35

For example, if I have code like:

enum Foo {
    Bar,
    Baz,
    Bat,
    Quux
}

impl Foo {
    from(input: &str) -> Foo {
        Foo::input
    }
}

This will obviously fail because input is not a method of Foo. I can manually type:

from(input: &str) -> Foo {
    match(input) {
        "Bar" => Foo::Bar,
        // and so on...
    }
}

but I'm not getting the automatic convenience.

It looks like Java has a string lookup function on enums for this specific purpose.

Is it possible to get this without writing my own macro or importing one from a crate?

2
  • 1
    What if instead of "Bar" you need "Foo::Bar" or "my_module::Foo::Bar" or "bar"? That helps explain why there's no pre-made way to do this. There's nothing in the standard library, beyond that you would just be asking for a library / tool recommendation.
    – Shepmaster
    Aug 22, 2016 at 1:32
  • I don't think your edit on my answer is necessary: you asked for automatic convenience, which you get with the crates I mentioned and you don't have to write you own macro, because the crates already provide the macro.
    – antoyo
    Aug 22, 2016 at 16:34

3 Answers 3

41

You should implement std::str::FromStr trait.

use std::str::FromStr;

#[derive(Debug, PartialEq)]
enum Foo {
    Bar,
    Baz,
    Bat,
    Quux,
}

impl FromStr for Foo {

    type Err = ();

    fn from_str(input: &str) -> Result<Foo, Self::Err> {
        match input {
            "Bar"  => Ok(Foo::Bar),
            "Baz"  => Ok(Foo::Baz),
            "Bat"  => Ok(Foo::Bat),
            "Quux" => Ok(Foo::Quux),
            _      => Err(()),
        }
    }
}



fn main() {
    // Use it like this
    let f = Foo::from_str("Baz").unwrap();
    assert_eq!(f, Foo::Baz);
}

Code-generation (aka automatic convenience) and reflections usually bear a cost. In practice, it is unlikely that you will end up with more than a few enum variants.

Run in the playground

1
  • 1
    Is there any fancy way to get the compiler to check that the output list is exhaustive without any runtime cost? Feb 25, 2021 at 18:23
27

Edit: The answer is no. Rust does not provide reflection and usually use #[derive] for that kind of tasks.

You can use the crates enum_derive and custom_derive to do what you want.

Here is an exemple:

#[macro_use]
extern crate custom_derive;
#[macro_use]
extern crate enum_derive;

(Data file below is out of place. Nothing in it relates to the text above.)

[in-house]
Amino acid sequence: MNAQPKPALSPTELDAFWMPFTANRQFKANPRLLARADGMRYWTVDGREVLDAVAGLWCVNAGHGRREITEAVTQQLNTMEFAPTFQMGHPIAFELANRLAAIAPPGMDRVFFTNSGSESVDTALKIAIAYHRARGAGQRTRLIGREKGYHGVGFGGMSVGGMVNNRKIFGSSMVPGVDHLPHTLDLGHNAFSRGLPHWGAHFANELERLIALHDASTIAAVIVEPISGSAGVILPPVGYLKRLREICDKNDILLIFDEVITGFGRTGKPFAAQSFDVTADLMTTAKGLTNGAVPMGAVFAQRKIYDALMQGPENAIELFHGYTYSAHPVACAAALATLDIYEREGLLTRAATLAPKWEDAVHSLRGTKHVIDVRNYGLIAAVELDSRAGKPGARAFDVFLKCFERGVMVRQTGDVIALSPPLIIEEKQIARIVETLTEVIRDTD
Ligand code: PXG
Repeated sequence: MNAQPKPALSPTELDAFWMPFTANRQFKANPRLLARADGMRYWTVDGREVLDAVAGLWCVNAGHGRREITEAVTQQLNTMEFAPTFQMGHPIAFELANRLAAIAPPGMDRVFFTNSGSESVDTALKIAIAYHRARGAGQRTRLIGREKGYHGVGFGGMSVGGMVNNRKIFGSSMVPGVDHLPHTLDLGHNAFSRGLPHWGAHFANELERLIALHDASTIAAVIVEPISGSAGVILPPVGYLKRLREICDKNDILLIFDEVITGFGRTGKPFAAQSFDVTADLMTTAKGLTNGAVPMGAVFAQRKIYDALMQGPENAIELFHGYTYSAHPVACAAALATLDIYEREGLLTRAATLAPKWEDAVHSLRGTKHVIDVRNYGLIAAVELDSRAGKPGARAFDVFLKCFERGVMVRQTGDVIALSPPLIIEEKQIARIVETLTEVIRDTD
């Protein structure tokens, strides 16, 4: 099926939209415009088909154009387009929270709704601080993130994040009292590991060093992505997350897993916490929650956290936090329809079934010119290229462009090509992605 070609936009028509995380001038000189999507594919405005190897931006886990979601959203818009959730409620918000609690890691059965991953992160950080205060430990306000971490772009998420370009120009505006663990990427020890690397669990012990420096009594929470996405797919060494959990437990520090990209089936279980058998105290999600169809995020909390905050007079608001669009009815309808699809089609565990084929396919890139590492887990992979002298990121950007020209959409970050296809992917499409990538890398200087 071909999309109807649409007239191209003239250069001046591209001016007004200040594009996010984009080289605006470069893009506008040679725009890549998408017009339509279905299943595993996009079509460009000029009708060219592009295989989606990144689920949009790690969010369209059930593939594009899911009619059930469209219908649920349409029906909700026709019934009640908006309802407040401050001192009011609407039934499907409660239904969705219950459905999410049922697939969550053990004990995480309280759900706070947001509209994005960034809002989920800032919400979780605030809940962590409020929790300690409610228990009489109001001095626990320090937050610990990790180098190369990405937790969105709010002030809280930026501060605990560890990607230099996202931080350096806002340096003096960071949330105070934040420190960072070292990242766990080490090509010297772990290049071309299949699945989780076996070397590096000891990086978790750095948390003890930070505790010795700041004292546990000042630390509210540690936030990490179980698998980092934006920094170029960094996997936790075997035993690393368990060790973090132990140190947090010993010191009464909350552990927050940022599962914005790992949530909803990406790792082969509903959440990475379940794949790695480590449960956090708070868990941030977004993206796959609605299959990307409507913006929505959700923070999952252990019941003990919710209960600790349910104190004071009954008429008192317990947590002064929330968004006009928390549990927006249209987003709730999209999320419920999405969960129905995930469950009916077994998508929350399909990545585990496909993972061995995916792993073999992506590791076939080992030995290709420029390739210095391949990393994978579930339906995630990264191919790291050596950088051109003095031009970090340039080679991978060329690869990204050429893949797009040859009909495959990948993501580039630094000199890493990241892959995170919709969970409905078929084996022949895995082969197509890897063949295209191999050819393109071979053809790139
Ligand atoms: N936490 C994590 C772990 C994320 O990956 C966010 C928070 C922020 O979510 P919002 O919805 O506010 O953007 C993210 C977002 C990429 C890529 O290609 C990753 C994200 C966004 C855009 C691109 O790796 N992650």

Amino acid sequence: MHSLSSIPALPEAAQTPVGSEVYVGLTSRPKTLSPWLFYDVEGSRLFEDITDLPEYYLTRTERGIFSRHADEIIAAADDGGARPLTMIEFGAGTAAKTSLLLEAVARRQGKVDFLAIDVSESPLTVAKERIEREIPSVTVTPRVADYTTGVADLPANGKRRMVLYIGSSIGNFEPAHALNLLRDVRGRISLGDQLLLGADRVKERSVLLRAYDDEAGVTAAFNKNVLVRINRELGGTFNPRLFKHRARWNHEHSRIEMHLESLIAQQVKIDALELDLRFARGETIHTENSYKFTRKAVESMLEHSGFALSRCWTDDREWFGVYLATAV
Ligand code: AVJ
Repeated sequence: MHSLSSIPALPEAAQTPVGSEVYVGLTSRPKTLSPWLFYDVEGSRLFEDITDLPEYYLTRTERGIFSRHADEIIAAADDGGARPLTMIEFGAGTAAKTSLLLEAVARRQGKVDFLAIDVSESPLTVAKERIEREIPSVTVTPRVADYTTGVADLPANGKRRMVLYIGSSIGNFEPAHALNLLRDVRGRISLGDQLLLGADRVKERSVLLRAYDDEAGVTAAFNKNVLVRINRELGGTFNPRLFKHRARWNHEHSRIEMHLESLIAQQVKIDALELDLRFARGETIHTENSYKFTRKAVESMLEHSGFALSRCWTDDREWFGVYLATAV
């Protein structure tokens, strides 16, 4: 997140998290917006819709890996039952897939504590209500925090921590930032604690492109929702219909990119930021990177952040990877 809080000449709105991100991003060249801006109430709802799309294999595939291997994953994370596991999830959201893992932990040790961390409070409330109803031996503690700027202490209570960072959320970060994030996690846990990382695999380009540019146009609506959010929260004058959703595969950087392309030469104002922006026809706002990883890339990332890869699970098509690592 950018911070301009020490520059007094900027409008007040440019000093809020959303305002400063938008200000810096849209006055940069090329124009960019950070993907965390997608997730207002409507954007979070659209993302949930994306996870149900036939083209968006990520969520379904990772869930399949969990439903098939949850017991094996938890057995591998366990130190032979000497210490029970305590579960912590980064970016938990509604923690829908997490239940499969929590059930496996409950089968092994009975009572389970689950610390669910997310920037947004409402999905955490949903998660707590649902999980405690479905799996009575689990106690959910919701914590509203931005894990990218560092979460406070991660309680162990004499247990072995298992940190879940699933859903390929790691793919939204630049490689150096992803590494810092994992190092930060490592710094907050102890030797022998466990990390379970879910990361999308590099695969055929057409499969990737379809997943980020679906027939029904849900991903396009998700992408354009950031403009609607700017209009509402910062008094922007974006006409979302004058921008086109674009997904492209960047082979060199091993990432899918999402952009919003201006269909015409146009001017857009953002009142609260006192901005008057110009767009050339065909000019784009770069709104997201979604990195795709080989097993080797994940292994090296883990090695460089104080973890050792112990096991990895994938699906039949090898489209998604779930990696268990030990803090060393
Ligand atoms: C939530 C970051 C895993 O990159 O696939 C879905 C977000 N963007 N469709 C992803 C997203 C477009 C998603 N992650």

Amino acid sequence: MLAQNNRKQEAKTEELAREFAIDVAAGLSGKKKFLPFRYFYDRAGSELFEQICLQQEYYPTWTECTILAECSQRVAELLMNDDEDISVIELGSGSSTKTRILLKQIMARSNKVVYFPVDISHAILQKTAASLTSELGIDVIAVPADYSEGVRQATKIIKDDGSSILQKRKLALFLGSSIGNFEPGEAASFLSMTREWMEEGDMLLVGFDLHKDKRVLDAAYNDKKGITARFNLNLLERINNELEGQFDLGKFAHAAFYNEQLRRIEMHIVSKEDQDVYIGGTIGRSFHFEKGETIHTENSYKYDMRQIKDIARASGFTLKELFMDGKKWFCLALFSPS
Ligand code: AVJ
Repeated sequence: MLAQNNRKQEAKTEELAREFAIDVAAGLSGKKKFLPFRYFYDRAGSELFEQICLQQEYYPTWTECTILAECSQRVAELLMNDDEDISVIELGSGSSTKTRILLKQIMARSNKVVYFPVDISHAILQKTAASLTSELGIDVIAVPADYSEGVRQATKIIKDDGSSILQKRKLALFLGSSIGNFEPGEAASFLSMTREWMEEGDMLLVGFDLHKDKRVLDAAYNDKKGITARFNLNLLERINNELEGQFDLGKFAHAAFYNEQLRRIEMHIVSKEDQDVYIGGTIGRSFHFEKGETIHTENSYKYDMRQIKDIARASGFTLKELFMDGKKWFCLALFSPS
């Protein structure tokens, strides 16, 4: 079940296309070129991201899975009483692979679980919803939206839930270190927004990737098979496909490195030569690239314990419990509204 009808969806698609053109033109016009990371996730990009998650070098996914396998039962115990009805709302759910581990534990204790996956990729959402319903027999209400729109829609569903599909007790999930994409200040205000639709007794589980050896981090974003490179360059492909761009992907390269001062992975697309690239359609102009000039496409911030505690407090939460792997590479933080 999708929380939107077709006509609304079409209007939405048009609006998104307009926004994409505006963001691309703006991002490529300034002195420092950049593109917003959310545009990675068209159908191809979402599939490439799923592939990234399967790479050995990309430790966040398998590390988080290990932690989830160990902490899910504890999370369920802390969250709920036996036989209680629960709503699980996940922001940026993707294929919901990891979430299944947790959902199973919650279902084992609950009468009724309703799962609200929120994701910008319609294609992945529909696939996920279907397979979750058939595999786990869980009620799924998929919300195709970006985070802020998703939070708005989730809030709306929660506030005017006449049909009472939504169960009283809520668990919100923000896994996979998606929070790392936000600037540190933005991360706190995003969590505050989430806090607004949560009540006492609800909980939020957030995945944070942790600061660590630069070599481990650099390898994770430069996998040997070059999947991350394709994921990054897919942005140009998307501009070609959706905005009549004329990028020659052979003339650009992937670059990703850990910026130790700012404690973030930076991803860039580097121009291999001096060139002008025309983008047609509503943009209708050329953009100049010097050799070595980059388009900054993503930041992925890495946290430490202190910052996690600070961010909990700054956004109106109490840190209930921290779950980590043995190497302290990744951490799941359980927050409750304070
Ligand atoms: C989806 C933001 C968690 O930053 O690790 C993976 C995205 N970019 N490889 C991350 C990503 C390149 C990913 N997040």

custom_derive! {
    #[derive(Debug, EnumFromStr)]
    enum Foo {
        Bar,
        Baz,
        Bat,
        Quux
    }
}

fn main() {
    let variable: Foo = "Bar".parse().unwrap();
    println!("{:?}", variable);
}

the derive of the custom EnumFromStr allows you to use the parse method to get a Foo.

4
  • If it is not what you want, please edit your question, because, as I said here, I don't see why it does not answer your question.
    – antoyo
    Aug 22, 2016 at 21:47
  • 1
    Great answer, but not to this question. I was also looking for an answer.
    – Flavius
    May 25, 2019 at 19:00
  • I thought the OP explicitly asked "without macros". Oct 9, 2019 at 7:56
  • I think the answer is that it is not possible without a macro, although I would have this double-checked by a more experienced Rustacean before I try editing the answer to make it clearer.
    – iago-lito
    Apr 7, 2020 at 10:36
25

Same disclaimer as in other answers: "without macros" isn't possible.

Extending on the highest voted answer. As noted in this thread the combination of custom_derive + enum_derive is somewhat outdated. Modern Rust doesn't need a solution based on custom_derive anymore.

A modern alternative is strum. Usage could look like this:

use strum_macros::EnumString;
use std::str::FromStr;

#[derive(EnumString)]
enum Foo {
    Bar,
    Baz,
    Bat,
    Quux
}

fn example_usage(input: &str) -> Foo {
    Foo::from_str(input).unwrap()
}

Note: You need both strum and strum_macros in your Cargo.toml.

strum also gives some nice flexibility regarding the string representation. From the docs:

Note that the implementation of FromStr by default only matches on the name of the variant. There is an option to match on different case conversions through the #[strum(serialize_all = "snake_case")] type attribute.

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